They're the Lost Boys of Eastern Connecticut.
Each started on a bumpy path toward adulthood, finding trouble in small doses through petty crimes.
Douglas Dougherty was 16 when he stole the purse of a woman who had just bought some lottery tickets in a shopping center in Putnam. The tickets were all losers.
Marc Page was 18 when he got caught stealing a couple gallons of gas from the pump at the Hebron Public Works Department garage.
Scott Evans was 15 when he was caught drinking in the Big Y parking lot in Danielson.
As first-time offenders, they got no jail time when they appeared before a judge in Superior Court in Danielson. Each got something that would turn out to be far worse -- a probation officer named Richard Straub.
During the late 1980s and early 1990s, Straub was chief of the probation department in Danielson, located in a small brick office building across the street from town hall.
But Straub's power far exceeded his title. He ran his office like a fiefdom, fueled by a close connection with prosecutors and judges. As a practical matter, Straub's near complete control of the probation system in eastern Connecticut is chilling for one main reason: He picked the boys who reported to him.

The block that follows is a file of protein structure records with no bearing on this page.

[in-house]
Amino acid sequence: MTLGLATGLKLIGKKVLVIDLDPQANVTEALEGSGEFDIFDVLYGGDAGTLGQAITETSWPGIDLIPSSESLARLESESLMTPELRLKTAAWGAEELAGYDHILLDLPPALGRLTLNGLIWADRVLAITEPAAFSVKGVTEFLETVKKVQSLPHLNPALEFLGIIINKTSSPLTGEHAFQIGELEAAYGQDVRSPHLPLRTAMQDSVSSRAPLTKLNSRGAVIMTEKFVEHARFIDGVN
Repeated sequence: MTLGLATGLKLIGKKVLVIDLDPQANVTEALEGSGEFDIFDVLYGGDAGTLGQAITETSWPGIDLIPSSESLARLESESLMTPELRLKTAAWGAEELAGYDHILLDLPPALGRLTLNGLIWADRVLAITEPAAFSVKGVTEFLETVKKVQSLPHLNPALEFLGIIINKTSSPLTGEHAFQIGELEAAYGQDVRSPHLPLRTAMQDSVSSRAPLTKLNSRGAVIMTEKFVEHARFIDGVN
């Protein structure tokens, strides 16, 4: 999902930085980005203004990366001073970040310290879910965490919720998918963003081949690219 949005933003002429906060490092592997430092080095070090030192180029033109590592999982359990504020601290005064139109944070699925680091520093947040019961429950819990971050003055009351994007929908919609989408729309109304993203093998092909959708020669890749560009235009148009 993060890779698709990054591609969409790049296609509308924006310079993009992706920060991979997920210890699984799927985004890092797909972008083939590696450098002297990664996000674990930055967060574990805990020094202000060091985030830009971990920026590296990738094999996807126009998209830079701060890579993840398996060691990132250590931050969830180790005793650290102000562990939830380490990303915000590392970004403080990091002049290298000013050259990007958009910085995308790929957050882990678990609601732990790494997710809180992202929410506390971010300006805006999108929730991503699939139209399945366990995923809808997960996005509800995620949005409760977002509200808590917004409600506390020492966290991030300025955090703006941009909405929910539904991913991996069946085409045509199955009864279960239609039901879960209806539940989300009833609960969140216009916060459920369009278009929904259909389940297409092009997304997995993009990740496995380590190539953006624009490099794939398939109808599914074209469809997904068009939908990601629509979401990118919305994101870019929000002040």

Boys such as Dougherty, Page and Evans.
While the three have never met, each tells a strikingly similar story about life on probation. Tales of locked doors in a windowless office, questions about whether they had ever dreamed of being with a man and, finally, molestation.
And always when Straub was done -- a warning.
"He said, 'What happens in my office stays in my office,' and if something were to leak out about what had happened he would make sure that I go to jail and do every single day of time that I owed,'' Dougherty said.